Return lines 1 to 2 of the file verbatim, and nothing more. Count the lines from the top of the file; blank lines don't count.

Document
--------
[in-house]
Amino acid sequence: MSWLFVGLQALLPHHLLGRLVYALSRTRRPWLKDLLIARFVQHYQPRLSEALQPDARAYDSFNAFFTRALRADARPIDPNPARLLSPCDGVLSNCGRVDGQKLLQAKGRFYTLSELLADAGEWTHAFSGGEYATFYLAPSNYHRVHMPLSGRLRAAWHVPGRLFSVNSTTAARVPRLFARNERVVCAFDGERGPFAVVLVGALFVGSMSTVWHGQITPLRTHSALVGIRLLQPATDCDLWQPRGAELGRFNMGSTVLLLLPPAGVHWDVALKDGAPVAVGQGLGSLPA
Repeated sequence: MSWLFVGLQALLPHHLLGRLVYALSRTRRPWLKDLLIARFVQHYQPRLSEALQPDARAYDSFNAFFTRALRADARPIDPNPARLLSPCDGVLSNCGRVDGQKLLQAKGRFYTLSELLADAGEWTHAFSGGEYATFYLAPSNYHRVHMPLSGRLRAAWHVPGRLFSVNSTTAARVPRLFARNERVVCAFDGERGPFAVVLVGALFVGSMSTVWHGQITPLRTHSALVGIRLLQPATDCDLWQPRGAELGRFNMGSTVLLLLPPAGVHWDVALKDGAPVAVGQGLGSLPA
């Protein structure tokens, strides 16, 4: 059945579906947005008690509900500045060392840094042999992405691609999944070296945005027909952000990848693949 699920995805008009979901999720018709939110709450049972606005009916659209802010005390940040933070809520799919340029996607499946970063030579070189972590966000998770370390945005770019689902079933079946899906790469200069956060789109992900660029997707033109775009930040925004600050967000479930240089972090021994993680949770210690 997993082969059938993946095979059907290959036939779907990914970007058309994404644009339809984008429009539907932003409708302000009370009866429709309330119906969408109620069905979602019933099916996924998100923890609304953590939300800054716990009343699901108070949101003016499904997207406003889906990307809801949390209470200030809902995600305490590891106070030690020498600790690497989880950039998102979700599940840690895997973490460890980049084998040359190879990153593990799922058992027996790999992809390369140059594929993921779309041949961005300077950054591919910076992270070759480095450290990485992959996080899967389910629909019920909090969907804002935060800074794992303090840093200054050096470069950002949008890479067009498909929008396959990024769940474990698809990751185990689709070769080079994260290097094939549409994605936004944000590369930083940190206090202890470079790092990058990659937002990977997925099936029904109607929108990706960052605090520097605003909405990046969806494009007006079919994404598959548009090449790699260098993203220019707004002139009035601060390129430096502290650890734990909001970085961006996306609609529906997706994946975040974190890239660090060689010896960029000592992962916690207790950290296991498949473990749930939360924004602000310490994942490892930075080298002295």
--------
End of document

[in-house]
Amino acid sequence: MSWLFVGLQALLPHHLLGRLVYALSRTRRPWLKDLLIARFVQHYQPRLSEALQPDARAYDSFNAFFTRALRADARPIDPNPARLLSPCDGVLSNCGRVDGQKLLQAKGRFYTLSELLADAGEWTHAFSGGEYATFYLAPSNYHRVHMPLSGRLRAAWHVPGRLFSVNSTTAARVPRLFARNERVVCAFDGERGPFAVVLVGALFVGSMSTVWHGQITPLRTHSALVGIRLLQPATDCDLWQPRGAELGRFNMGSTVLLLLPPAGVHWDVALKDGAPVAVGQGLGSLPA